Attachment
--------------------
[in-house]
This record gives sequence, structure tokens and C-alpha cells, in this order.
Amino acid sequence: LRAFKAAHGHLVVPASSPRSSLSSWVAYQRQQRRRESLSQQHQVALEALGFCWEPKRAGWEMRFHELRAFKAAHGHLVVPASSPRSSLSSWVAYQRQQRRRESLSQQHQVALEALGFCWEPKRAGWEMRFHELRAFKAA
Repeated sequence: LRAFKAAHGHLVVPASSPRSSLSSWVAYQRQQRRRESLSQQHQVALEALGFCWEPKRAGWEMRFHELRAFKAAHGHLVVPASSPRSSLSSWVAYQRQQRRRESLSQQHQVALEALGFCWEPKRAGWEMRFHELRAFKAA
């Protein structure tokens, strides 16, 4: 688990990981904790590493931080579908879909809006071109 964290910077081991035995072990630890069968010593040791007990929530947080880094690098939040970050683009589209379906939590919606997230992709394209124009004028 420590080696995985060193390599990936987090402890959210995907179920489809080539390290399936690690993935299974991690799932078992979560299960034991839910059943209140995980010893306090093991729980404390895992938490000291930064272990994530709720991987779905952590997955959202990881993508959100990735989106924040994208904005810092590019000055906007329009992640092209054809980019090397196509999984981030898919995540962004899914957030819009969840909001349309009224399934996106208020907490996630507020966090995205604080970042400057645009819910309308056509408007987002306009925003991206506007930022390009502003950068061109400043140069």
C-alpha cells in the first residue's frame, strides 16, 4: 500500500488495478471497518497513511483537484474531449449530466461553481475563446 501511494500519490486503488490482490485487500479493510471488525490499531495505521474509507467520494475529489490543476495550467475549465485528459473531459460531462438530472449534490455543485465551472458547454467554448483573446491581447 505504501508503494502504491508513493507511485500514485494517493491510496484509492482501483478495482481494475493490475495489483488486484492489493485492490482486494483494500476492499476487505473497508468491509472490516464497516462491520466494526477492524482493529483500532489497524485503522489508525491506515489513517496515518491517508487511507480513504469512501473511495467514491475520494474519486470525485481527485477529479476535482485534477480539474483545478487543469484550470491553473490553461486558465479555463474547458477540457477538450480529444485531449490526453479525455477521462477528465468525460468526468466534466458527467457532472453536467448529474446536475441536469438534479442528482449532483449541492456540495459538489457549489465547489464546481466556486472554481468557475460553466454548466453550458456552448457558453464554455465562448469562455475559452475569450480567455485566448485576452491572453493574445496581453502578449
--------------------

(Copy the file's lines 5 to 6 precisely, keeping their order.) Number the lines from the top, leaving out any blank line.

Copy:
């Protein structure tokens, strides 16, 4: 688990990981904790590493931080579908879909809006071109 964290910077081991035995072990630890069968010593040791007990929530947080880094690098939040970050683009589209379906939590919606997230992709394209124009004028 420590080696995985060193390599990936987090402890959210995907179920489809080539390290399936690690993935299974991690799932078992979560299960034991839910059943209140995980010893306090093991729980404390895992938490000291930064272990994530709720991987779905952590997955959202990881993508959100990735989106924040994208904005810092590019000055906007329009992640092209054809980019090397196509999984981030898919995540962004899914957030819009969840909001349309009224399934996106208020907490996630507020966090995205604080970042400057645009819910309308056509408007987002306009925003991206506007930022390009502003950068061109400043140069």
C-alpha cells in the first residue's frame, strides 16, 4: 500500500488495478471497518497513511483537484474531449449530466461553481475563446 501511494500519490486503488490482490485487500479493510471488525490499531495505521474509507467520494475529489490543476495550467475549465485528459473531459460531462438530472449534490455543485465551472458547454467554448483573446491581447 505504501508503494502504491508513493507511485500514485494517493491510496484509492482501483478495482481494475493490475495489483488486484492489493485492490482486494483494500476492499476487505473497508468491509472490516464497516462491520466494526477492524482493529483500532489497524485503522489508525491506515489513517496515518491517508487511507480513504469512501473511495467514491475520494474519486470525485481527485477529479476535482485534477480539474483545478487543469484550470491553473490553461486558465479555463474547458477540457477538450480529444485531449490526453479525455477521462477528465468525460468526468466534466458527467457532472453536467448529474446536475441536469438534479442528482449532483449541492456540495459538489457549489465547489464546481466556486472554481468557475460553466454548466453550458456552448457558453464554455465562448469562455475559452475569450480567455485566448485576452491572453493574445496581453502578449